Most antivirus programs identify CnsMin.dll as malware—e.g. McAfee identifies it as Artemis!86CF38F36894, and Sophos identifies it as 3721.
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Description: CnsMin.dll is not essential for Windows and will often cause problems. CnsMin.dll is located in a subfolder of C:\Windows.
Known file sizes on Windows 10/8/7/XP are 151,552 bytes (30% of all occurrences), 274,432 bytes and 14 more variants.
A .dll file (Dynamic Link Library) is a special type of Windows program containing functions that other programs can call. This .dll file can be injected to all running processes and can change or manipulate their behavior. The program has no visible window. The service has no detailed description. It can change the behavior of other programs or manipulate other programs. The CnsMin.dll file is not a Windows system file. The program starts when Windows starts (see Registry key: MACHINE\Run). CnsMin.dll is able to record keyboard and mouse inputs, hide itself, monitor applications and manipulate other programs. Therefore the technical security rating is 71% dangerous, however you should also read the user reviews.
Recommended: Identify CnsMin.dll related errors
Important: You should check the CnsMin.dll process on your PC to see if it is a threat. If 3721 has changed your browser's search engine and start page, you can recover your browser's default settings as follows:Reset default browser settings for Internet-Explorer ▾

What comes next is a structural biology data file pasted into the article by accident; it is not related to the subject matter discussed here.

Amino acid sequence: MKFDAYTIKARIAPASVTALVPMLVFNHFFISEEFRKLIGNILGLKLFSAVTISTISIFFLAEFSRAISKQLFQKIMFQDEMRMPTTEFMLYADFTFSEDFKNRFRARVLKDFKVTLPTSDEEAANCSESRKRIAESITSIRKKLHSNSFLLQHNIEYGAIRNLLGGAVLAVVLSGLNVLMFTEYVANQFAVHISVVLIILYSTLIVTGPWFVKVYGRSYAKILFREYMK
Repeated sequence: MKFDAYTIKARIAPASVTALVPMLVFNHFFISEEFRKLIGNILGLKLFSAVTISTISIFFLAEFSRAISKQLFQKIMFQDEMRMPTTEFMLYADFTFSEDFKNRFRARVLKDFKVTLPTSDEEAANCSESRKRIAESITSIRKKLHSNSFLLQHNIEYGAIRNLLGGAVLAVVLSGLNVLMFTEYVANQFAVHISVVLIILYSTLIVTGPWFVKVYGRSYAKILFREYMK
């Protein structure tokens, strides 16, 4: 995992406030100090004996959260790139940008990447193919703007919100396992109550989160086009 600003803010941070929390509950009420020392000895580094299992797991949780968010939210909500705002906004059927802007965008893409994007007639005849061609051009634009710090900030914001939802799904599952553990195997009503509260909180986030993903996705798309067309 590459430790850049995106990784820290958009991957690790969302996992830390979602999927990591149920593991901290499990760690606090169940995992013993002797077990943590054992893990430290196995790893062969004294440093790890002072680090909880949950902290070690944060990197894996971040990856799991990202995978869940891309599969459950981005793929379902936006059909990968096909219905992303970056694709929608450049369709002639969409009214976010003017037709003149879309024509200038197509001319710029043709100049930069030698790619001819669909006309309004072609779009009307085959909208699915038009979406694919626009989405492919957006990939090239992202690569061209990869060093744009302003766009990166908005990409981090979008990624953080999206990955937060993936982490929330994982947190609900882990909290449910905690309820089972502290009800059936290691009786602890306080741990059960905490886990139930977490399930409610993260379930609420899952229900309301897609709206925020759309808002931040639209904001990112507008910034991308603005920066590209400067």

The following programs have also been shown useful for a deeper analysis: Security Task Manager examines the active CnsMin process on your computer and clearly tells you what it is doing. Malwarebytes' well-known anti-malware tool tells you if the CnsMin.dll on your computer displays annoying ads, slowing it down. This type of unwanted adware program is not considered by some antivirus software to be a virus and is therefore not marked for cleanup.
A clean and tidy computer is the key requirement for avoiding PC trouble. This means running a scan for malware, cleaning your hard drive using cleanmgr and sfc /scannow, uninstalling programs that you no longer need, checking for Autostart programs (using msconfig) and enabling Windows' Automatic Update. Always remember to perform periodic backups, or at least to set restore points.
Should you experience an actual problem, try to recall the last thing you did, or the last thing you installed before the problem appeared for the first time. Use the resmon command to identify the processes that are causing your problem. Even for serious problems, rather than reinstalling Windows, you are better off repairing of your installation or, for Windows 8 and later versions, executing the DISM.exe /Online /Cleanup-image /Restorehealth command. This allows you to repair the operating system without losing data.